But this technique isn’t cheap or easy to do in humans, and the results can be mixed. For example, some of the experiments have shown that the most effective way to activate neurons is through manipulation of their environment — not by injecting chemicals or other substances into the brain.
Another way to achieve this is by implanting tiny radio waves into the neurons themselves. This is known as transcranial magnetic stimulation (TMS), and it has been used to control behavior in a variety of animal models, from dolphins to zebrafish.
However, this technique is expensive and difficult to implement in a large number of patients, so it hasn’t been widely applied in the medical field. To get around this barrier, a team of scientists at the University of California at Los Angeles and Argonne National Laboratory used existing data from single-neuron recordings in humans with epilepsy who were undergoing neurosurgery.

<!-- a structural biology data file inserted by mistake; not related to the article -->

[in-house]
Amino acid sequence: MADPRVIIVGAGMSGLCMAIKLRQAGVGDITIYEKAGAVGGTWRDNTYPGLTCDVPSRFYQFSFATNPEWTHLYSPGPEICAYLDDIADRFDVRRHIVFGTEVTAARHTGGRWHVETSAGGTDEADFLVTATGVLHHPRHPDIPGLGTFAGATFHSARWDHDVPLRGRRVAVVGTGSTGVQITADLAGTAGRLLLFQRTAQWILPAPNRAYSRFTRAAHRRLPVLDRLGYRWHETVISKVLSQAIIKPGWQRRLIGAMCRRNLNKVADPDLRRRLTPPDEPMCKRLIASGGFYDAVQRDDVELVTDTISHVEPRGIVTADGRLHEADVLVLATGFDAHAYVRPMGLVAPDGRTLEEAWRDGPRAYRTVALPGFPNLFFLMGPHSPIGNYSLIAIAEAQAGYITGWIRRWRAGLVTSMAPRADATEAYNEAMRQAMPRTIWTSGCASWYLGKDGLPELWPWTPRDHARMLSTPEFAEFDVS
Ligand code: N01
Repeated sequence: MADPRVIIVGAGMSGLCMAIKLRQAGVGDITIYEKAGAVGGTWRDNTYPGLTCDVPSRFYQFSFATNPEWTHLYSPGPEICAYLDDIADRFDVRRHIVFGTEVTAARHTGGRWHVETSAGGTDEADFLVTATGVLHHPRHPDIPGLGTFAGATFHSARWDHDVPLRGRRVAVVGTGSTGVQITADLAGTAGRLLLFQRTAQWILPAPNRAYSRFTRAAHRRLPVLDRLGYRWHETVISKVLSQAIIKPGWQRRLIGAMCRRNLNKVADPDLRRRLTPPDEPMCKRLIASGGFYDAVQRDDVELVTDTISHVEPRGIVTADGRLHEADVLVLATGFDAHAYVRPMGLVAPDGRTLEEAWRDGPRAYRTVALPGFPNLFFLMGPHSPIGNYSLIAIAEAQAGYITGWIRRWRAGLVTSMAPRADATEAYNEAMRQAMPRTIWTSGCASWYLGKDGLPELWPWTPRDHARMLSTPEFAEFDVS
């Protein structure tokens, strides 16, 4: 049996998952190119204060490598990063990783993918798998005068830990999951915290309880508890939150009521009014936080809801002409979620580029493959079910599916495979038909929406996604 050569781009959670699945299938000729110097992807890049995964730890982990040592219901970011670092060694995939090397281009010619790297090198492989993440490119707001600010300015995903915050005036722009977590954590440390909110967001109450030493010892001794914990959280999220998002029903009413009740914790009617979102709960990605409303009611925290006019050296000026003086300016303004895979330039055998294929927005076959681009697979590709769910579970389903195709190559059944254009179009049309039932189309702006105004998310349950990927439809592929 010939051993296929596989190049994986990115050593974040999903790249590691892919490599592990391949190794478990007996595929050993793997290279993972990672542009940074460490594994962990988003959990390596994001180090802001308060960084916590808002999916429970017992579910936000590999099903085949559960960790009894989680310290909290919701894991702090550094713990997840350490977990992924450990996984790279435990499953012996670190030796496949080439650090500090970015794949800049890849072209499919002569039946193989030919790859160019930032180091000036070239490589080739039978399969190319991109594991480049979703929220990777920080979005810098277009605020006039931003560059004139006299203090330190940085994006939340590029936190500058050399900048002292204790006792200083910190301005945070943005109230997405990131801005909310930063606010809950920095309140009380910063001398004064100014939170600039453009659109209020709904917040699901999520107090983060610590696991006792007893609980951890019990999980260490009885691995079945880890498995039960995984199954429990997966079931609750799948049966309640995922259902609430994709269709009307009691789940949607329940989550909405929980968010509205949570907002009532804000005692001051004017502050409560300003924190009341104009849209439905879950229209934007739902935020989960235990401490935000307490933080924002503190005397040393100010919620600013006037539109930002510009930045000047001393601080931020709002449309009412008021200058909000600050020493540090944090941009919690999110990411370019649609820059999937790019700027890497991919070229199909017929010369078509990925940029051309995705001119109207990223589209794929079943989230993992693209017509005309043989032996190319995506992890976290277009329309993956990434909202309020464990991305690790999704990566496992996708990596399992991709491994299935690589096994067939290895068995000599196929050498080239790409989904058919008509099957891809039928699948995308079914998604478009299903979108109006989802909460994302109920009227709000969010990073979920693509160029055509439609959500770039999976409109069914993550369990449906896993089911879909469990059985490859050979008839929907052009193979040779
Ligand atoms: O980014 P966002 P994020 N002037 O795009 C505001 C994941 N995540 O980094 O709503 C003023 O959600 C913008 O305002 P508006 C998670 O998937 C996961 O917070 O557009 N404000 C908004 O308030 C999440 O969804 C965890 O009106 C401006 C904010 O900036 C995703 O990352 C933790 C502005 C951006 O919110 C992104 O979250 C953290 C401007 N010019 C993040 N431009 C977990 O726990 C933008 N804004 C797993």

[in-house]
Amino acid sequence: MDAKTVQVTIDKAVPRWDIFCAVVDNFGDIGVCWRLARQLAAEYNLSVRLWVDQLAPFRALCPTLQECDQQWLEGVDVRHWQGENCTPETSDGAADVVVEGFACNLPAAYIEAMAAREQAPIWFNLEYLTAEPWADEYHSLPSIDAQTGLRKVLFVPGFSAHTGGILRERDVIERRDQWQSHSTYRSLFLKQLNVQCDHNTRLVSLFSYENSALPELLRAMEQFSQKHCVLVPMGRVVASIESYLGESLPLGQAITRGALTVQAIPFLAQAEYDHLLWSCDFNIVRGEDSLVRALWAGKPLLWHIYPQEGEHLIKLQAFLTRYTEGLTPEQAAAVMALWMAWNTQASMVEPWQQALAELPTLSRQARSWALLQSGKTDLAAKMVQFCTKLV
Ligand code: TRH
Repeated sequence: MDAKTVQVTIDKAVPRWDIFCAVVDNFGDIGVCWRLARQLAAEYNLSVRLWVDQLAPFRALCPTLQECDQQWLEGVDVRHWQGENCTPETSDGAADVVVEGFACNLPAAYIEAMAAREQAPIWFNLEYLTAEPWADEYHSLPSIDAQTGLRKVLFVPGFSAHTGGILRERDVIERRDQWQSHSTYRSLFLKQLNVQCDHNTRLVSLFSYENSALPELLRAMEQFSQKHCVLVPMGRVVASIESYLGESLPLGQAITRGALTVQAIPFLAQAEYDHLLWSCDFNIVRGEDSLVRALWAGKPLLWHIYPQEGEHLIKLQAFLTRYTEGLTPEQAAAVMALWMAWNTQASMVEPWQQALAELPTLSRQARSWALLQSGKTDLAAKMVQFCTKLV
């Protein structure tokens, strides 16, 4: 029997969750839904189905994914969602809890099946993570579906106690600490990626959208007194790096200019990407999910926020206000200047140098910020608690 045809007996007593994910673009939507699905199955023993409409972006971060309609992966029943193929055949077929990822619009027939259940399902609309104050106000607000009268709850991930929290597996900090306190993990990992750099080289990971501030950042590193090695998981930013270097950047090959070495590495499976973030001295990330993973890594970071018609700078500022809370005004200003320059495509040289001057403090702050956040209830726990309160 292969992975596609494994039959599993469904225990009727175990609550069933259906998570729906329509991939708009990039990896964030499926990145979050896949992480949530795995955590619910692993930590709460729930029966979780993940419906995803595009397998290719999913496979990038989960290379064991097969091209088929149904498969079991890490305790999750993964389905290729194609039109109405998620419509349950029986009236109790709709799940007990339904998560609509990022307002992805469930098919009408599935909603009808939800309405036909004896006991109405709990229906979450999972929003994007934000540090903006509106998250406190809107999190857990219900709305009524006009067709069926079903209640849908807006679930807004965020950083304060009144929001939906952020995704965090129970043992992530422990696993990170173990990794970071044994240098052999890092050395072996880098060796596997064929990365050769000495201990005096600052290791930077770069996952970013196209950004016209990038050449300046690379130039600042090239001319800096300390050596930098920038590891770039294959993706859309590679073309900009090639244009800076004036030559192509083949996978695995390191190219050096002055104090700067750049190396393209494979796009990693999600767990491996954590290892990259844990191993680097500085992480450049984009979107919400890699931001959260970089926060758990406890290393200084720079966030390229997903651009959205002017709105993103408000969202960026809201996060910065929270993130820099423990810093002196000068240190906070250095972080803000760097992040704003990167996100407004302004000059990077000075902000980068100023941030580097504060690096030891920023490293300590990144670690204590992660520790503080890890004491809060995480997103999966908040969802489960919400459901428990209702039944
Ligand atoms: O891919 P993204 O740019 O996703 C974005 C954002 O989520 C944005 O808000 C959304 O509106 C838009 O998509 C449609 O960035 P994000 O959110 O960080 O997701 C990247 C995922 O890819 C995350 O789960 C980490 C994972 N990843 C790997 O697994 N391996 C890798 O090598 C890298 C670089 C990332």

Using the data, they compared two different types of connections in the human brain: excitatory and inhibitory. The resulting data was impressive enough to be the basis for a scientific paper published in Science last year.
The most important finding was that the most effective way to stimulate the monkey’s neurons was to use a combination of signals from different regions of the brain, as opposed to just using one type of signal. The trick was to choose the signal that would be most useful in a specific situation and then amplify it to the appropriate size and strength.